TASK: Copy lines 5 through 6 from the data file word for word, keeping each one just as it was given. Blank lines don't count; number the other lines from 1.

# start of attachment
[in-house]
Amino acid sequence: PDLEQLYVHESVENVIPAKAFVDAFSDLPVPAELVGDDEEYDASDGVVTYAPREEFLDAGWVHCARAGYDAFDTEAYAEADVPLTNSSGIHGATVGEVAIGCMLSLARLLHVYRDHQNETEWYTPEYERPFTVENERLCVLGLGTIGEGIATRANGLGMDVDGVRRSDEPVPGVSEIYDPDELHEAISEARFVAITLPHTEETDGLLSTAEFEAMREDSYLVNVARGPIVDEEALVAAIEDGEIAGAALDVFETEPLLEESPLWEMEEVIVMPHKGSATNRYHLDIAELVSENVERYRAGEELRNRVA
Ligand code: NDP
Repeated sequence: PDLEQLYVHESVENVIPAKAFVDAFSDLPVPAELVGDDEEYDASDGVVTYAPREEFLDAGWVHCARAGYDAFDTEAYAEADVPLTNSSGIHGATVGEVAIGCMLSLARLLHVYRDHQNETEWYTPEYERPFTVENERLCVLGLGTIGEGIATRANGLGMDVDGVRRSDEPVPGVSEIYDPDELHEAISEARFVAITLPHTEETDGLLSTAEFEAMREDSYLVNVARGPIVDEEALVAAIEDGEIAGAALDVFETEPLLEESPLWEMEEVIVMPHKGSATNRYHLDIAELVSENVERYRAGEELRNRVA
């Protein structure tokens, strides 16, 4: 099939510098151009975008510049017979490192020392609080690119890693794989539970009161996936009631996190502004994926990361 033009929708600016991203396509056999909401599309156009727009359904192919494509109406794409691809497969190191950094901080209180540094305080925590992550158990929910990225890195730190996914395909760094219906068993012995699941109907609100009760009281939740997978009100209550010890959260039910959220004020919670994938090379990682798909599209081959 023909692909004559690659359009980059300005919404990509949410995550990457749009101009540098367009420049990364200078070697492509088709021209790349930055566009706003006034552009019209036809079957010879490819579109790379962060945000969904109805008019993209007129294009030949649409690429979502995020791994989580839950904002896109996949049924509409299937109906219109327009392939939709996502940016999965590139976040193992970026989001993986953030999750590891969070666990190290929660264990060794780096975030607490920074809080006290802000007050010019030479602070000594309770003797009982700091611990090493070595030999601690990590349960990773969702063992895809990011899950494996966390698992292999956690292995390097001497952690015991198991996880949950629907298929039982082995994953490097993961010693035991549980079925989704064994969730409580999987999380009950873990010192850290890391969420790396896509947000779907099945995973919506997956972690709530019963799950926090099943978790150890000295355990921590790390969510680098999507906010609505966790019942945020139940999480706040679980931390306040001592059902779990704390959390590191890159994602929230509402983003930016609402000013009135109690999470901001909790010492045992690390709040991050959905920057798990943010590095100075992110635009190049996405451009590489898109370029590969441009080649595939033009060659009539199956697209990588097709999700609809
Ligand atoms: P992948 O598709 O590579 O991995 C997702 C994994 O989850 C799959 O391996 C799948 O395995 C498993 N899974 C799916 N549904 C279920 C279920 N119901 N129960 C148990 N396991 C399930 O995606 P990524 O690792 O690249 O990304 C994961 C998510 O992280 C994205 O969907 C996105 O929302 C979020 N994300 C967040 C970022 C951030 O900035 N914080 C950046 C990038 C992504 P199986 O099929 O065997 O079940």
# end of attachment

């Protein structure tokens, strides 16, 4: 099939510098151009975008510049017979490192020392609080690119890693794989539970009161996936009631996190502004994926990361 033009929708600016991203396509056999909401599309156009727009359904192919494509109406794409691809497969190191950094901080209180540094305080925590992550158990929910990225890195730190996914395909760094219906068993012995699941109907609100009760009281939740997978009100209550010890959260039910959220004020919670994938090379990682798909599209081959 023909692909004559690659359009980059300005919404990509949410995550990457749009101009540098367009420049990364200078070697492509088709021209790349930055566009706003006034552009019209036809079957010879490819579109790379962060945000969904109805008019993209007129294009030949649409690429979502995020791994989580839950904002896109996949049924509409299937109906219109327009392939939709996502940016999965590139976040193992970026989001993986953030999750590891969070666990190290929660264990060794780096975030607490920074809080006290802000007050010019030479602070000594309770003797009982700091611990090493070595030999601690990590349960990773969702063992895809990011899950494996966390698992292999956690292995390097001497952690015991198991996880949950629907298929039982082995994953490097993961010693035991549980079925989704064994969730409580999987999380009950873990010192850290890391969420790396896509947000779907099945995973919506997956972690709530019963799950926090099943978790150890000295355990921590790390969510680098999507906010609505966790019942945020139940999480706040679980931390306040001592059902779990704390959390590191890159994602929230509402983003930016609402000013009135109690999470901001909790010492045992690390709040991050959905920057798990943010590095100075992110635009190049996405451009590489898109370029590969441009080649595939033009060659009539199956697209990588097709999700609809
Ligand atoms: P992948 O598709 O590579 O991995 C997702 C994994 O989850 C799959 O391996 C799948 O395995 C498993 N899974 C799916 N549904 C279920 C279920 N119901 N129960 C148990 N396991 C399930 O995606 P990524 O690792 O690249 O990304 C994961 C998510 O992280 C994205 O969907 C996105 O929302 C979020 N994300 C967040 C970022 C951030 O900035 N914080 C950046 C990038 C992504 P199986 O099929 O065997 O079940």